Bluefish: A fish worth the chase

Jill Christoferson | Special to The Log
In addition to the grouper and amberine brought in on the Big John with Capt. Todd Allen back during July, this group of anglers pulled in several bluefish. The bluefish line the bottom nails on the rack and filled the docks. TINA HARBUCK/THE LOG

When you ask people about their favorite fish species in Florida, you will undoubtedly get a wide array of answers — from the ever popular redfish and spotted seatrout found in inshore waters to the snappers and groupers found on Florida’s many offshore reefs and even the billfish and dolphin found in Florida’s blue water.

These are some of the classic species that make fishing in Florida so popular. Personally though, I’ve always been a fan of the oddballs, the underdogs, and the perhaps less sought after but definitely worth the effort fish. In this case, I’m talking about bluefish.

Now, I’m not trying to diminish the beloved popular species listed above in any way; they’re all popular for good reasons and I wouldn’t pass up a fishing trip for any one of them. Having said that, let me explain why bluefish hold a special place in my heart, and why they might be worth spending a little extra time chasing.

My first memory of bluefish goes back to my childhood, fishing in New England with my dad in our 17-foot Boston Whaler. We were fishing for the usual fare, summer flounder and porgy, but there was one big rod set off the back of the boat, rigged with heavy tackle and baited with a fish I deemed too small to keep, but was too large to be bait for any normal-sized fish. I remember asking my dad what kind of fish would eat something that big. The tone of his voice gave me the impression that bluefish were something very special.

If you are not familiar with bluefish, I admit at first glance they can look like just another generic silver fish. Hardly worthy of the reverence in my father’s voice that day or worthy of the substantial rod and tackle deployed to capture it. Coupled with the frequent distinction of being too oily or fishy for most typical fish dishes, it’s not hard to see why these guys may not be winning the popularity contest in Florida. But there are more to bluefish than meets the eye.

Bluefish, or Pomatomus saltatrix as they’re known in the scientific community, are a one-of-a-kind fish. They are the only living fish species in their family, which means that nothing else in the ocean looks, tastes or fights like a bluefish. Take notice of their razor-sharp pointed teeth, used for chomping and tearing large bites out of their desired prey items. Examine further their ferocious behavior, in a feeding aggregation known as a “bluefish blitz,” churning the water so violently it resembles a washing machine. Add to that the stamina to migrate from New England to Florida and back again each year, and that bluefish starts sounding like quite the formidable opponent, especially at sizes in excess of 36 inches. Don’t be fooled though, even those little ones pack a mean punch; they are nicknamed “snappers” for a reason.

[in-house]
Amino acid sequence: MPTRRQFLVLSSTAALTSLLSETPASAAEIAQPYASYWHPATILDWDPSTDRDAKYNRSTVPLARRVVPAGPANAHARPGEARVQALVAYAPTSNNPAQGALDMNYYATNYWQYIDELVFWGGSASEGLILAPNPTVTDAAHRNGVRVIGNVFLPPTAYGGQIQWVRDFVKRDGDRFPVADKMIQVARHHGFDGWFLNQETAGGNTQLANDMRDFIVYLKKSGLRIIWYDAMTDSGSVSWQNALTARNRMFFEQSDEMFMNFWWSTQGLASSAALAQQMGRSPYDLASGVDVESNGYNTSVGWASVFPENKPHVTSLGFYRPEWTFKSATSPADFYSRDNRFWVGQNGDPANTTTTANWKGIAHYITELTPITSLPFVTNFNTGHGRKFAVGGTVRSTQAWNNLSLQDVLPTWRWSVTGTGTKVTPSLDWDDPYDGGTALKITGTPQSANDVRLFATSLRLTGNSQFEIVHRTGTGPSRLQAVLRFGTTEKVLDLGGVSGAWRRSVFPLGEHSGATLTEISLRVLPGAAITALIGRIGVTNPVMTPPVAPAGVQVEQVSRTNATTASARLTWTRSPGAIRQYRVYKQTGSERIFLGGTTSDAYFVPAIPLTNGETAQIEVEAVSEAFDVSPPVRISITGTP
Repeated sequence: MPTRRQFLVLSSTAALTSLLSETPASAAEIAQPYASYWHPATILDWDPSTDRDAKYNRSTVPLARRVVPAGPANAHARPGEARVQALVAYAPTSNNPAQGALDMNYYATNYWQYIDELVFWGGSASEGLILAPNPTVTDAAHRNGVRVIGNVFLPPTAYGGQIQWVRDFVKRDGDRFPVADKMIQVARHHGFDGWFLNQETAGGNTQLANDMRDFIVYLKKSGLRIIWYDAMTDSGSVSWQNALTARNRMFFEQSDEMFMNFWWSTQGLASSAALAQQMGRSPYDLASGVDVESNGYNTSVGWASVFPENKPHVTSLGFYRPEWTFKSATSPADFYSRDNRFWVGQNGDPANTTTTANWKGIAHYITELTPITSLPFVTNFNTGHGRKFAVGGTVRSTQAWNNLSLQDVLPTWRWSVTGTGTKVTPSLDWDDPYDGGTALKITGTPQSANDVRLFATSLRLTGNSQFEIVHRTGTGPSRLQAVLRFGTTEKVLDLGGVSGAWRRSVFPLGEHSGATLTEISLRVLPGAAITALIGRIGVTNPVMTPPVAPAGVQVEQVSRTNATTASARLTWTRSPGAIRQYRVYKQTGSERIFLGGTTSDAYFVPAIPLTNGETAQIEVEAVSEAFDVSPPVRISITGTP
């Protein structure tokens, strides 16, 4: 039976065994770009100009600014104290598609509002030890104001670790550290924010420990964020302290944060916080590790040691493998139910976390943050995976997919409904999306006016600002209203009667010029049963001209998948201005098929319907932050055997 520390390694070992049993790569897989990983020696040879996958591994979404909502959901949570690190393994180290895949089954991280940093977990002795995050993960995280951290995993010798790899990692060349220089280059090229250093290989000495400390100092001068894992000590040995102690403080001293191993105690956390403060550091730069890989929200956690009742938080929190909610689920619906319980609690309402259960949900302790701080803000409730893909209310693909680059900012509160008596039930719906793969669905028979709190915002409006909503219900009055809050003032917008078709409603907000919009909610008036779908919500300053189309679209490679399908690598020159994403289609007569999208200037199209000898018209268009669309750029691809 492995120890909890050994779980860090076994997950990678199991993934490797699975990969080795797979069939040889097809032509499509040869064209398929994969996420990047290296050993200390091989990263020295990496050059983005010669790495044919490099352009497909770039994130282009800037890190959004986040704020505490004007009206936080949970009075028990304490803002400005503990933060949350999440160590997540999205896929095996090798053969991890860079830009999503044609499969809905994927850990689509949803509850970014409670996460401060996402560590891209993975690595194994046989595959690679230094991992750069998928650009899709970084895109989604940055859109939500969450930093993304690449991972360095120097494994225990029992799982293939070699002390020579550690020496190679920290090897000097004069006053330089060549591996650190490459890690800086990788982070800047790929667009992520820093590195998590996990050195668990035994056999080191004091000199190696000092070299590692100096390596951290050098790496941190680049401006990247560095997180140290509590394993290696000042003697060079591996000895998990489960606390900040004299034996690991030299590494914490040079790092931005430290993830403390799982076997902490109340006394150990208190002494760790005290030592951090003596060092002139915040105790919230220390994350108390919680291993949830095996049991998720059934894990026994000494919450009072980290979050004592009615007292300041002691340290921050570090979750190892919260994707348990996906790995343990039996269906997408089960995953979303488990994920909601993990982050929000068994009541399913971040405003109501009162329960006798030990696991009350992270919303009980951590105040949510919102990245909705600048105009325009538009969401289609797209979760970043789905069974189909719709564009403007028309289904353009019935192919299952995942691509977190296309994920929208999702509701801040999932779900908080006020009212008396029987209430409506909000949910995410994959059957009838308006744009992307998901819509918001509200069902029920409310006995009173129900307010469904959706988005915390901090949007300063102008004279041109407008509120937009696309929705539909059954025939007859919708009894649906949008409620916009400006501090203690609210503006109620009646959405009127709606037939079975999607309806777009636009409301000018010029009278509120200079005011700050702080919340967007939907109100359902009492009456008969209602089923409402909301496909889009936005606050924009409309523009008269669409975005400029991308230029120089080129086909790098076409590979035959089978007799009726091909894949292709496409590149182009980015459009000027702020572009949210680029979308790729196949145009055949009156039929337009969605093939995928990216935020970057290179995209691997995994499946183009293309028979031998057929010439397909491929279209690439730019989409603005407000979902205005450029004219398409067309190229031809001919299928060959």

Beginning to sound more like a fish you’d want on the end of your line? Well, once the water cools off around November and December, find yourself a decent inlet, shoal or rip with some lively bait schooling action and drop a line. They’ll take a nice-sized plug just as readily as they will live or cut bait. You’ll also want to make sure your fishing tackle is heavy enough to combat one of these power machines, and you are using a leader strong enough to stand up to those sharp bluefish chompers.

If you’re willing to give them a whirl, there are some great recipes spanning a number of different cuisines (bluefish are found across the globe in Australia, Africa, Southeast Asia and the Mediterranean, just to name a few). You’ll also want to make sure to eat them soon after catching since, as top predators, they have strong digestive enzymes that cause their meat to have a short shelf life.

Still not convinced they’ll be the best table fare? Catch-and-release is a great option too, just make sure to minimize handling and get them back in the water quickly.

Want to get more bang for your bluefish? Check out the Florida Fish and Wildlife Conservation Commission’s Saltwater Angler Recognition programs at CatchaFloridaMemory.com. You can add your bluefish catch to your Saltwater Fish Life List or apply for a Reel Big Fish certificate if your bluefish is 35 inches or longer.

For more about bluefish, visit MyFWC.com/WildlifeHabitats and click on “Species Profiles,” “Saltwater” and “Bluefish.”

Send your questions, photos and fishing tales to Saltwater@MyFWC.com. Make sure your photo meets our photo requirements by visiting MyFWC.com/Fishing, clicking on “Saltwater Fishing,” scrolling down to “Get Involved” and clicking on “Submit a Photograph.” Learn more about our Saltwater Angler Recognition Programs and how you can “Catch a Florida Memory” by visiting MyFWC.com/AnglerRecognition or contacting AnglerRecognition@MyFWC.com. And don’t forget to record all of your catches on the iAngler phone app or at SnookFoundation.org.

Gone Coastal is one of many ways that the FWC Division of Marine Fisheries Management is helping recreational anglers understand complex saltwater regulations and learn more about saltwater fishing opportunities and issues in Florida. We are also available to answer questions by phone or email anytime, and we would love the opportunity to share information through in-person presentations with recreational or commercial fishing organizations. To contact the FWC’s Regulatory Outreach subsection, call 850-487-0554 or email Saltwater@MyFWC.com.

This column was provided by the Florida Fish and Wildlife Conservation Commission.